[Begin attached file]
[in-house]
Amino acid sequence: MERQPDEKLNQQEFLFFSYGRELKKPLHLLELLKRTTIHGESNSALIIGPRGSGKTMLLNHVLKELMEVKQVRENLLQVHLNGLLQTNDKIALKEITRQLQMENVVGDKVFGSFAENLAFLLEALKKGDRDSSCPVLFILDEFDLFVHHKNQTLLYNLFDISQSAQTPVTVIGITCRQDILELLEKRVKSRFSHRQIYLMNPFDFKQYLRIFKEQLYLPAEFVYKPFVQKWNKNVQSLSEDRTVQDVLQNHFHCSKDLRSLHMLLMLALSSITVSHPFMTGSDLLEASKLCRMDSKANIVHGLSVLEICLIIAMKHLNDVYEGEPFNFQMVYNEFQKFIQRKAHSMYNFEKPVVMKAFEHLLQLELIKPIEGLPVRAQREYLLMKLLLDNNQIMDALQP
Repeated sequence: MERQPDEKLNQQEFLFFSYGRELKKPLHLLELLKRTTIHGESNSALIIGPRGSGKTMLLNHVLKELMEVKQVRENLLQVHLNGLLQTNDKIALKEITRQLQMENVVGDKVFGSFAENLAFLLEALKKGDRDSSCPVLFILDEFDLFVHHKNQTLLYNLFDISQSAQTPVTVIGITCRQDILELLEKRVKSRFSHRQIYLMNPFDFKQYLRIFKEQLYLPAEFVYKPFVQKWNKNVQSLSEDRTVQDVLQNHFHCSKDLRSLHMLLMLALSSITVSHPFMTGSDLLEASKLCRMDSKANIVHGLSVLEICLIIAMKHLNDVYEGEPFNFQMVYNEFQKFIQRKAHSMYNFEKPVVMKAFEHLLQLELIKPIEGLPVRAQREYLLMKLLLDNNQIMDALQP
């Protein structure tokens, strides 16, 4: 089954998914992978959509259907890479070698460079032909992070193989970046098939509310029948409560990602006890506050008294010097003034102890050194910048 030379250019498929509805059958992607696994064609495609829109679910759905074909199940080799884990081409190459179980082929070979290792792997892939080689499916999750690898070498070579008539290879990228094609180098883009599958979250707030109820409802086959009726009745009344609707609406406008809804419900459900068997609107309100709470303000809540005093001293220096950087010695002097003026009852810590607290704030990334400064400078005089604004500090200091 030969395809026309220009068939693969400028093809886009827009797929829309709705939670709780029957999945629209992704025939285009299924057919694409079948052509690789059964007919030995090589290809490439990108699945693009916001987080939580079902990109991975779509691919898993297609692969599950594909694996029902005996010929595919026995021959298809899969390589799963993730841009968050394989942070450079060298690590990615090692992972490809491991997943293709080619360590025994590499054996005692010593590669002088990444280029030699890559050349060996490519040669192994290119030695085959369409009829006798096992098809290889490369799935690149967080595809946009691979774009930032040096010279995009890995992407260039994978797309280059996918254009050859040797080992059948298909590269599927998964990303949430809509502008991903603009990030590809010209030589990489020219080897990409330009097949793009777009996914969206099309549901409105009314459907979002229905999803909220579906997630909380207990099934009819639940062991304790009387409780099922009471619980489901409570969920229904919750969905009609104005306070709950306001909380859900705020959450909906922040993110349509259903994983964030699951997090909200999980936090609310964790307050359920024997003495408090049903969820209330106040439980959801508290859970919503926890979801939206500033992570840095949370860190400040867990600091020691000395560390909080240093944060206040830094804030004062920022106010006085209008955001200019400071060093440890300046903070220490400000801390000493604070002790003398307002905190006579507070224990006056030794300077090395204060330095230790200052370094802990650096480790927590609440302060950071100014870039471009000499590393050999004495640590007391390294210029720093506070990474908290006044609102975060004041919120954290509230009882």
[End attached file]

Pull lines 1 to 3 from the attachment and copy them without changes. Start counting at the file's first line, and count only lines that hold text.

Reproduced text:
[in-house]
Amino acid sequence: MERQPDEKLNQQEFLFFSYGRELKKPLHLLELLKRTTIHGESNSALIIGPRGSGKTMLLNHVLKELMEVKQVRENLLQVHLNGLLQTNDKIALKEITRQLQMENVVGDKVFGSFAENLAFLLEALKKGDRDSSCPVLFILDEFDLFVHHKNQTLLYNLFDISQSAQTPVTVIGITCRQDILELLEKRVKSRFSHRQIYLMNPFDFKQYLRIFKEQLYLPAEFVYKPFVQKWNKNVQSLSEDRTVQDVLQNHFHCSKDLRSLHMLLMLALSSITVSHPFMTGSDLLEASKLCRMDSKANIVHGLSVLEICLIIAMKHLNDVYEGEPFNFQMVYNEFQKFIQRKAHSMYNFEKPVVMKAFEHLLQLELIKPIEGLPVRAQREYLLMKLLLDNNQIMDALQP
Repeated sequence: MERQPDEKLNQQEFLFFSYGRELKKPLHLLELLKRTTIHGESNSALIIGPRGSGKTMLLNHVLKELMEVKQVRENLLQVHLNGLLQTNDKIALKEITRQLQMENVVGDKVFGSFAENLAFLLEALKKGDRDSSCPVLFILDEFDLFVHHKNQTLLYNLFDISQSAQTPVTVIGITCRQDILELLEKRVKSRFSHRQIYLMNPFDFKQYLRIFKEQLYLPAEFVYKPFVQKWNKNVQSLSEDRTVQDVLQNHFHCSKDLRSLHMLLMLALSSITVSHPFMTGSDLLEASKLCRMDSKANIVHGLSVLEICLIIAMKHLNDVYEGEPFNFQMVYNEFQKFIQRKAHSMYNFEKPVVMKAFEHLLQLELIKPIEGLPVRAQREYLLMKLLLDNNQIMDALQP